MST3K, THE RETURN :: I (almost) Like It Very Much!

It seems bold to me to 'reboot' sacred cult stuff (X-Files, Twin Peaks, It) for no other reason than cult members are fucking crazy & you don't mess with their God. Of course, even the most mainstream things (Star Wars, Alien, Ghostbusters) have their own 'cult following' (which is just lazy terminology for 'people who really enjoy something a lot'). Point is, everything is somebody's favorite something, and it can and will all be reworked and retold. Don't think they can't remake Catalina Caper or Final Sacrifice, because there is a market.
It's us.

And on that twisted note, let's turn our attention to the plain fact that "we" funded this new MST. (I myself contributed nothing). After watching the first 4 episodes, it seems that maybe they could've done with less money. That's one of a few nits I can pick in what otherwise seems to be a shaky frame on an already sturdy foundation.

  1. The 'Bots are now controlled by a puppetry 'team,' as opposed to voice actor=puppeteer. While that carried with it a bit of charm, it also created a loose flow in the physical performance. Now that they have working arms & Servo has a functioning hover skirt, they manage to look less real and more stiff & weird. 
  2. Speaking of stiff - the riffing itself. While the show has always been scripted, it has never felt more so than it does presently. My favorite years are the last few - the Mike, Kevin and Bill seasons before the end. If for no other reason - and there may not be any - it was the pace and temperament of the jokes. Casual disdain mixed with impatient hostility seemed to be the best formula - better for me than the chuckling sparseness of the early Joel stuff. Now, the riffing is rapid-fire, incessant, and shouted at us with exclamation points, as though each comic simply can't wait to get their line in. Though, what forgives this is that, yeah, they're excited to fill the theater seats of cultural icons, & that excitement can be infectious. Also, the jokes themselves are solid; topical, referential and esoteric as ever. The delivery needs work. Practice.
  3. Jonah Ray is the new host. Despite his hipster name and his hipster face, he certainly carries on the MST legacy of the "doughy white guy" in a jumpsuit, and he does it pretty ok. The 'Bots are troubling because, again, after the stilted delivery and movement, recasting puppets is like changing the voices of cartoon characters. We all know what Mel Blanc and Jim Henson sound like, & we know bullshit knockoffs when we hear 'em. That's the thing, though - these aren't knockoffs. Apart from Crow's Hampton Yount actually sounding a lot like Trace Beaulieu, it's startling when voices change but faces stay the same. The best (or worst) example is Gypsy. Her transition from folksy Midwestern gal to sassy back-talker who actually drops in on the movies to pop a joke (?) sorta personifies the new constitution of the show.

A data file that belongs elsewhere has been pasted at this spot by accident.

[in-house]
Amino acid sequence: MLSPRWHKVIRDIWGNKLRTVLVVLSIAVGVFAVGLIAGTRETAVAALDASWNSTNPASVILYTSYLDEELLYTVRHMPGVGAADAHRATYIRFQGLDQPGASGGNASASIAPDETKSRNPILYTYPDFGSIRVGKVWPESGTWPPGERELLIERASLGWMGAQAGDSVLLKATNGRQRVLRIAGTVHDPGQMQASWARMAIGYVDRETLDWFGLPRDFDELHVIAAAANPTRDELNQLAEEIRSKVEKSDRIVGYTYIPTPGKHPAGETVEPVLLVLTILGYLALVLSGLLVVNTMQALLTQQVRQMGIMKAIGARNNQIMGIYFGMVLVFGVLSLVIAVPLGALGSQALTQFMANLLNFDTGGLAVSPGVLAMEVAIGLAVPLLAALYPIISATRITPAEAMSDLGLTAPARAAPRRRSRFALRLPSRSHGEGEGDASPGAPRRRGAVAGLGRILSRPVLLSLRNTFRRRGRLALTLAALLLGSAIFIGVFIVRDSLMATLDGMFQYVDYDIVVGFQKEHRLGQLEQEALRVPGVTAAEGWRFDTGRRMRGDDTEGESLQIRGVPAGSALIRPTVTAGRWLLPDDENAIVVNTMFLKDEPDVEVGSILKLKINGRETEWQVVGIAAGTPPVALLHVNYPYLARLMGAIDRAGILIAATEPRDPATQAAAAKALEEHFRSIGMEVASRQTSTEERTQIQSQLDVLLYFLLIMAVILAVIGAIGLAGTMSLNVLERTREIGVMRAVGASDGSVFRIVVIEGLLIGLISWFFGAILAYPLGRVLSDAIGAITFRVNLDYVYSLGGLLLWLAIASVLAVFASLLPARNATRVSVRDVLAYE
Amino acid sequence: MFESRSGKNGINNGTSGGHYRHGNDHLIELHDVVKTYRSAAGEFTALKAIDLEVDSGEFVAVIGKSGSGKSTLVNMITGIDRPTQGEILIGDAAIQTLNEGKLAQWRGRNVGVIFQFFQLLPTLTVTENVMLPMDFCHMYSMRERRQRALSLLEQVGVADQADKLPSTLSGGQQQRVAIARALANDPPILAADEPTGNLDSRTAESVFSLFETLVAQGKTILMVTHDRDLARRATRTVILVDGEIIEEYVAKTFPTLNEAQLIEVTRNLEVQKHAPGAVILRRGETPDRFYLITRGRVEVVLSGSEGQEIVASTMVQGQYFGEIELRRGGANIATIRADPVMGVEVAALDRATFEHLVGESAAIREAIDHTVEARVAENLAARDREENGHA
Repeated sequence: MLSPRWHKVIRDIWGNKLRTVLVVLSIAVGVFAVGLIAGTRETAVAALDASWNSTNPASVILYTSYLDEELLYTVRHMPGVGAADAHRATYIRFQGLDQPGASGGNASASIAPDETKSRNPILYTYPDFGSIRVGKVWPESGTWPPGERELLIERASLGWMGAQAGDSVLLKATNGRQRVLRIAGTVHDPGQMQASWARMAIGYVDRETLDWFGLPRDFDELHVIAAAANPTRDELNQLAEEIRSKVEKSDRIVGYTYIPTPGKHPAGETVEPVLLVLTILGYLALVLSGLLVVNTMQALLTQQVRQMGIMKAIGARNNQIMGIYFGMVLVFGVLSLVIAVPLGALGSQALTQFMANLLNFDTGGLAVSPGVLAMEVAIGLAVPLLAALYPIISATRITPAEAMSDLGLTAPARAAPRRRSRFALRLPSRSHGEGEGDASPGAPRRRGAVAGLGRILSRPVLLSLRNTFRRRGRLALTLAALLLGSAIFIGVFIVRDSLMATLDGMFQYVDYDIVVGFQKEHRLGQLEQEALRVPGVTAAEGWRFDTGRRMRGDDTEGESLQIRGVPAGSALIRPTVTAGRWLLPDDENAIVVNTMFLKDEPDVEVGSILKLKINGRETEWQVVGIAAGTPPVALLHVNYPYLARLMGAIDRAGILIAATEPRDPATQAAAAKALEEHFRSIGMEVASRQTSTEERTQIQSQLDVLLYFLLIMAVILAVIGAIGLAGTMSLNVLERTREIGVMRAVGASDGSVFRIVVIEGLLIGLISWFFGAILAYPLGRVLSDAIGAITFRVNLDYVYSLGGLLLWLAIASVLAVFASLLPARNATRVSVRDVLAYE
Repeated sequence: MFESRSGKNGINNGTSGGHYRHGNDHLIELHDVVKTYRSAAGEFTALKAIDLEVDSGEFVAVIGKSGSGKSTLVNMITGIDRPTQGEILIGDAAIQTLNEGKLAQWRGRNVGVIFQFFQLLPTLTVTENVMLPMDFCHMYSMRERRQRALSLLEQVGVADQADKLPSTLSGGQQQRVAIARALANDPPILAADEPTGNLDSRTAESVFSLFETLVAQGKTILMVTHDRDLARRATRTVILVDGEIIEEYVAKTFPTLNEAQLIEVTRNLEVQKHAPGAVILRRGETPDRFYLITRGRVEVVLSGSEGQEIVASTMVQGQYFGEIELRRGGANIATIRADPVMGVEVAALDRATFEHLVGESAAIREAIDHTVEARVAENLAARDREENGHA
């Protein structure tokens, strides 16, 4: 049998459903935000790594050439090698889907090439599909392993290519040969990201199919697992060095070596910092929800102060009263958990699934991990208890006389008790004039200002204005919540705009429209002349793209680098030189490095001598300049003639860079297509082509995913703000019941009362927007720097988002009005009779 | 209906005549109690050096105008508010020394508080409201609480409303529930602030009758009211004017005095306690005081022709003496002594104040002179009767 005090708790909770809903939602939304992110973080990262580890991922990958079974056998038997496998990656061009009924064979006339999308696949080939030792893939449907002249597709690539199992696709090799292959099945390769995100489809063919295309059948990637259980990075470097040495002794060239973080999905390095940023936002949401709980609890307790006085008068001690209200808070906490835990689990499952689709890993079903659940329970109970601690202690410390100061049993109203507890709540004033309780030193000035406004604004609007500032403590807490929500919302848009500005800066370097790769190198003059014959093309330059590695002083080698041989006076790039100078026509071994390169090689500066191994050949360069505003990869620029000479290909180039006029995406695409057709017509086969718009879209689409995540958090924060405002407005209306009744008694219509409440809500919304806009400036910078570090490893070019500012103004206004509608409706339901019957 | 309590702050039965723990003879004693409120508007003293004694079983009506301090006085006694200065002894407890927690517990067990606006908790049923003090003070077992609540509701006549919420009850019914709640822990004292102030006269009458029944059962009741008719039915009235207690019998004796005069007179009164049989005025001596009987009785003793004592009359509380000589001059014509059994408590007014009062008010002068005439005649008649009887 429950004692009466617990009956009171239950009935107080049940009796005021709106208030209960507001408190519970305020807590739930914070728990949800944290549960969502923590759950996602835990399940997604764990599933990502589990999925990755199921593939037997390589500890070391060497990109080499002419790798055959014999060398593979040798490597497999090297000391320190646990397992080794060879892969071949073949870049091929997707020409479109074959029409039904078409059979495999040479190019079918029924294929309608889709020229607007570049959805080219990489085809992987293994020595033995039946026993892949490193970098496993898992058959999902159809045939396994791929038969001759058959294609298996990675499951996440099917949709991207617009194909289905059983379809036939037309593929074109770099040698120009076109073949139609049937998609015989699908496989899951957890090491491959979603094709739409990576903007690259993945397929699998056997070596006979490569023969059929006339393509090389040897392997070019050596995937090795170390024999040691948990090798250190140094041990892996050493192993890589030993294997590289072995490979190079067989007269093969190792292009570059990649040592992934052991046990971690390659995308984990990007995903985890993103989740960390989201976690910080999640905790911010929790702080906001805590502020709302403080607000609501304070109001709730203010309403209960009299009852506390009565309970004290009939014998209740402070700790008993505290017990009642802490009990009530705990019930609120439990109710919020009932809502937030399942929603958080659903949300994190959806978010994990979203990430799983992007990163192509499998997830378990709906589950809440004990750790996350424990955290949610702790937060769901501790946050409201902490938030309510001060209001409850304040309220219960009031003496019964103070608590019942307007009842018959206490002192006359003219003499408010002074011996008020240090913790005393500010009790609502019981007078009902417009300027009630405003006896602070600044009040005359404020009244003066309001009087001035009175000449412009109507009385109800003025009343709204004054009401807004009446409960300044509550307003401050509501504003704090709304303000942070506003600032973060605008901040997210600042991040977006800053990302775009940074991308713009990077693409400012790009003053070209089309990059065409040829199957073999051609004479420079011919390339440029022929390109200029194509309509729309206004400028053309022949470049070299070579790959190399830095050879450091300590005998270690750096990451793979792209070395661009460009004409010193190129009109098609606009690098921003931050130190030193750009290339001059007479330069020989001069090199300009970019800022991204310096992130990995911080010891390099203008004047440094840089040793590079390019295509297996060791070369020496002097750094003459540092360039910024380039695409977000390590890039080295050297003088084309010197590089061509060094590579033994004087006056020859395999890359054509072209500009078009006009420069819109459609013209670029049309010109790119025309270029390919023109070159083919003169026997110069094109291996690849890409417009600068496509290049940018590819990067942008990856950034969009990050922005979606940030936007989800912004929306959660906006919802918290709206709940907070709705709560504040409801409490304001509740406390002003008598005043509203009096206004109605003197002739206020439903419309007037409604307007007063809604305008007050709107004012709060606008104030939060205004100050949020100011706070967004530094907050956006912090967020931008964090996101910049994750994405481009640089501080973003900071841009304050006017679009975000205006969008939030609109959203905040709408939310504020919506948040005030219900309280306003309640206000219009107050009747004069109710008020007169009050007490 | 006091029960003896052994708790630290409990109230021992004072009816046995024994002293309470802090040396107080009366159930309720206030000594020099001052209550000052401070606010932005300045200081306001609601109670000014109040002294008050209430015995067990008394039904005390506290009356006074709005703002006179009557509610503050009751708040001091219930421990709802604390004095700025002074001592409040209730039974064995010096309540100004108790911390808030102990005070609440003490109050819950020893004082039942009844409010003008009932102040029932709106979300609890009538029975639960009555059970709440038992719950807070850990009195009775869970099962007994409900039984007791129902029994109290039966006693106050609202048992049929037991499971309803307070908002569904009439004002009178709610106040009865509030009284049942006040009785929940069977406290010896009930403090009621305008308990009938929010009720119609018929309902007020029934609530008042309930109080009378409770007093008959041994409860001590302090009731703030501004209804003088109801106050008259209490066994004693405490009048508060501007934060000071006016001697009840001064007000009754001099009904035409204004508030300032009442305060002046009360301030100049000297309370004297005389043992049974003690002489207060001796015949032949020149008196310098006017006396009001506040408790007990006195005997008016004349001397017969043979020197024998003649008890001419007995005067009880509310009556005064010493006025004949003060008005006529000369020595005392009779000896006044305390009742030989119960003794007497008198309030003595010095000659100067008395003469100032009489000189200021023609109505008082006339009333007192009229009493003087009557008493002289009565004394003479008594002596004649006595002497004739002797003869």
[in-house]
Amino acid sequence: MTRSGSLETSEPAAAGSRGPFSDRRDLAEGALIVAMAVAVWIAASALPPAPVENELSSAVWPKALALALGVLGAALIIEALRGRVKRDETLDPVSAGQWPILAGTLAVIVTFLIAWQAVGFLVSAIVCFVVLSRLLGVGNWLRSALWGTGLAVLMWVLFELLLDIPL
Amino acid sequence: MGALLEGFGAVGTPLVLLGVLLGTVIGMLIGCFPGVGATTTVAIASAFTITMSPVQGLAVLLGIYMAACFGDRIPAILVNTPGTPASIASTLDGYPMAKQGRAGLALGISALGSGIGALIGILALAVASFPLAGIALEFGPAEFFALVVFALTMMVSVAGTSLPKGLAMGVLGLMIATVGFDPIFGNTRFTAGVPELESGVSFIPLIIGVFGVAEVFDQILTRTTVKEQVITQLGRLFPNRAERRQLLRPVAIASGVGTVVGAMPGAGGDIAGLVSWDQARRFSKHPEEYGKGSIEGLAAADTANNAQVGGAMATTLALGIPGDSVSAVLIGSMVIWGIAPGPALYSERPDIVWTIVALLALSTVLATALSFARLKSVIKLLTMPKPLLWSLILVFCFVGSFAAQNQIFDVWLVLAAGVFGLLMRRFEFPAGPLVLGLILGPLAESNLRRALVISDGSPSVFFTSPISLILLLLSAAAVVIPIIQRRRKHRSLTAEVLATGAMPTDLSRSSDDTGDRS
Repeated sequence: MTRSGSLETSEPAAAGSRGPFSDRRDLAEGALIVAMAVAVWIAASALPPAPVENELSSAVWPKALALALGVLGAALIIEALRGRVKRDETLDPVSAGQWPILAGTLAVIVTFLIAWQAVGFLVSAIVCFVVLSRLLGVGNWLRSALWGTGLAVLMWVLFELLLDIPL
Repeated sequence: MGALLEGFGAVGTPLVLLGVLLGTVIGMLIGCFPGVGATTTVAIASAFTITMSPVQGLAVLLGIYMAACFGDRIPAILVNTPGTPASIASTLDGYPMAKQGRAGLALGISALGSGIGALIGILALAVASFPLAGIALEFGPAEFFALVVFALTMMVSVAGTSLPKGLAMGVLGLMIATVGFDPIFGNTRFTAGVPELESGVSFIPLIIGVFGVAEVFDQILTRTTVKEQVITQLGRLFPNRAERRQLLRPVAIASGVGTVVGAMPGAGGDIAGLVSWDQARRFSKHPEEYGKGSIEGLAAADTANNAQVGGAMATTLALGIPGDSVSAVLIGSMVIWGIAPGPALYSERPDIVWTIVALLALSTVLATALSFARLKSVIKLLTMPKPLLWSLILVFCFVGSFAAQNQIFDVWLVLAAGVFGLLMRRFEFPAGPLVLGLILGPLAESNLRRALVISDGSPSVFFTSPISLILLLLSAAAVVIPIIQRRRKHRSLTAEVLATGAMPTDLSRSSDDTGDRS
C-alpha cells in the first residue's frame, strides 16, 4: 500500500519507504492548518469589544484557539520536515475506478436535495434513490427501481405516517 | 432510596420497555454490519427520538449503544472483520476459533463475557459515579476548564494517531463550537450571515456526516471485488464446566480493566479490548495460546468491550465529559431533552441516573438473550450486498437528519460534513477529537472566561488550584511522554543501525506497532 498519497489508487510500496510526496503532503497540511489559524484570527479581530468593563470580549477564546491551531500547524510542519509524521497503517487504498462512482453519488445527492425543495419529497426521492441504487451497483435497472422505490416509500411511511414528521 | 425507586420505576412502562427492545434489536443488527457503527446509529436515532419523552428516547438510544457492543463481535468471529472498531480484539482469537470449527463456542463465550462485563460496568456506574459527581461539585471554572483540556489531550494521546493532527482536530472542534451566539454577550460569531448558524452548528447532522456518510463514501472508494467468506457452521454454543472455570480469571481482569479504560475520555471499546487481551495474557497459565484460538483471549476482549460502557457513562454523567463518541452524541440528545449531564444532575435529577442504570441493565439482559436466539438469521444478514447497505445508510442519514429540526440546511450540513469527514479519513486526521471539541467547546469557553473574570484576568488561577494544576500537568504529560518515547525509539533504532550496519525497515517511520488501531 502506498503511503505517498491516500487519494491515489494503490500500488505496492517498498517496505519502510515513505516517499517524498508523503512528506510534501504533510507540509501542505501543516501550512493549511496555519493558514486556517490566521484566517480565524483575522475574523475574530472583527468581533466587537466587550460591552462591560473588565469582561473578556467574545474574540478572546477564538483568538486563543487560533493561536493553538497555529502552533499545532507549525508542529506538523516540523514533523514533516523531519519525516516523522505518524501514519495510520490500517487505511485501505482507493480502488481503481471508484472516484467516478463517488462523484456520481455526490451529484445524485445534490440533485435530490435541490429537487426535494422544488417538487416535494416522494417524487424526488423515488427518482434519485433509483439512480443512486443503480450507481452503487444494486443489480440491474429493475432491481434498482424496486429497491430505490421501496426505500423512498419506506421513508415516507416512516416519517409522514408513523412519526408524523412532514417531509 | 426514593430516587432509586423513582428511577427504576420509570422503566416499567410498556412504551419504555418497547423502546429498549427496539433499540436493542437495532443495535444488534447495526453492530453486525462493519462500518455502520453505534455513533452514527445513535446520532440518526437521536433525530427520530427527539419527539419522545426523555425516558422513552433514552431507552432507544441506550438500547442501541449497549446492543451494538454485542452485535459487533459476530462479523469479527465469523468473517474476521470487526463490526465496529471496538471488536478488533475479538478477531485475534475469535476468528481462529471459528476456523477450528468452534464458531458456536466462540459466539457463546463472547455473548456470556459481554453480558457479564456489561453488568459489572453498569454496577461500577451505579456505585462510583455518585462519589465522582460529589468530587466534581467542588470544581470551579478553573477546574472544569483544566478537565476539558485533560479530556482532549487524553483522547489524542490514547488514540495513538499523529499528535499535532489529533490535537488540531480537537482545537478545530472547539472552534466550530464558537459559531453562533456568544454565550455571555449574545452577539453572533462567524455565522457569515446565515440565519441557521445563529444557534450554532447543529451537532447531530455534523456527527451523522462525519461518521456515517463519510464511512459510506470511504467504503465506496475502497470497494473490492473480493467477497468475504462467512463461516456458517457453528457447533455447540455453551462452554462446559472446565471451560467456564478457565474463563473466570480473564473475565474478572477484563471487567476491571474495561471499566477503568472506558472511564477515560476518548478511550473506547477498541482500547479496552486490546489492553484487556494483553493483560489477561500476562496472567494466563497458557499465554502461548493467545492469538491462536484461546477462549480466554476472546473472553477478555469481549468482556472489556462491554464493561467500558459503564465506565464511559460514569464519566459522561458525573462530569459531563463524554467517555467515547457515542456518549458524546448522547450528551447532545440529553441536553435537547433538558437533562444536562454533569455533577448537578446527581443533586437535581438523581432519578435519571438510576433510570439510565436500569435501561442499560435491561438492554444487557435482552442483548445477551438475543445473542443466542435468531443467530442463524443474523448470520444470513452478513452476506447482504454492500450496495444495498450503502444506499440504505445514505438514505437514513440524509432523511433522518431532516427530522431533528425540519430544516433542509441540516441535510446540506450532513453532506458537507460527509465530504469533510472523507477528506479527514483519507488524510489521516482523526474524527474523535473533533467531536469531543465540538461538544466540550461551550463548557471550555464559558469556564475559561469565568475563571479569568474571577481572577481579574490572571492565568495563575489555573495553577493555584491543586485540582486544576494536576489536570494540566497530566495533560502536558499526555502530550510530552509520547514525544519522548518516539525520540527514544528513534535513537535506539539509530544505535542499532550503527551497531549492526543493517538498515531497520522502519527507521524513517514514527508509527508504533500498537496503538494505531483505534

4. The show now exists in a post-Seinfeld comedy-show-world. While it was always rooted in sarcasm, it also had an innocent charm. It was, after all, a puppet show on local Minnesota television. Today, the climate of comedy has become way more cynical, current, and winkingly self-referrencial -- just look at The Simpsons for Christ's sake. A bit of that sneaks onto the new MST. Of course, they also have twice as many writers as before - just like every other thing on the show - which also explains the volume of jokes. Jonah has described the original series as "comforting." That's not just nostalgia - that was the whole vibe of the show, mostly attributed to the fact that, when you're not watching a movie with these guys, they're talking into the 4th wall, at you. As long as they keep that up, we can combat the cynicism - which is likely, since I don't think the movie segments are going away.
  5. The movies themselves were, and continue to be, the best and most fascinating thing about the show. They could do 10,000 episodes and still only scratch the surface of 'these kinds' of films. But the ones they have done and are doing places them into a kind of "hall of fame." I was certainly never aware of most of the movies they've "showcased" until they made me aware. Coincidentally, that's always been a point of contention for the show's haters, who insist the show defiled classic cinema masterpieces. I don't know about that, but I do know that someone who can't find humor in everything is no friend of mine, and I don't want to know you.
Maybe that falls in line with that whole "comfort" thing - sharing the same sense of humor as others. That, and the movies. 
The sketches are pretty far down the list - even more so now. So much more so that I'm not entirely clear on the new setup: Are they on a new satellite? Are they underground? How did Tom & Crow get back into space?
Of course, I should just repeat to myself, "It's just a show..."

 - Paul


Easter Movies : Aliens, Zombies, and How the Revolution Was Televised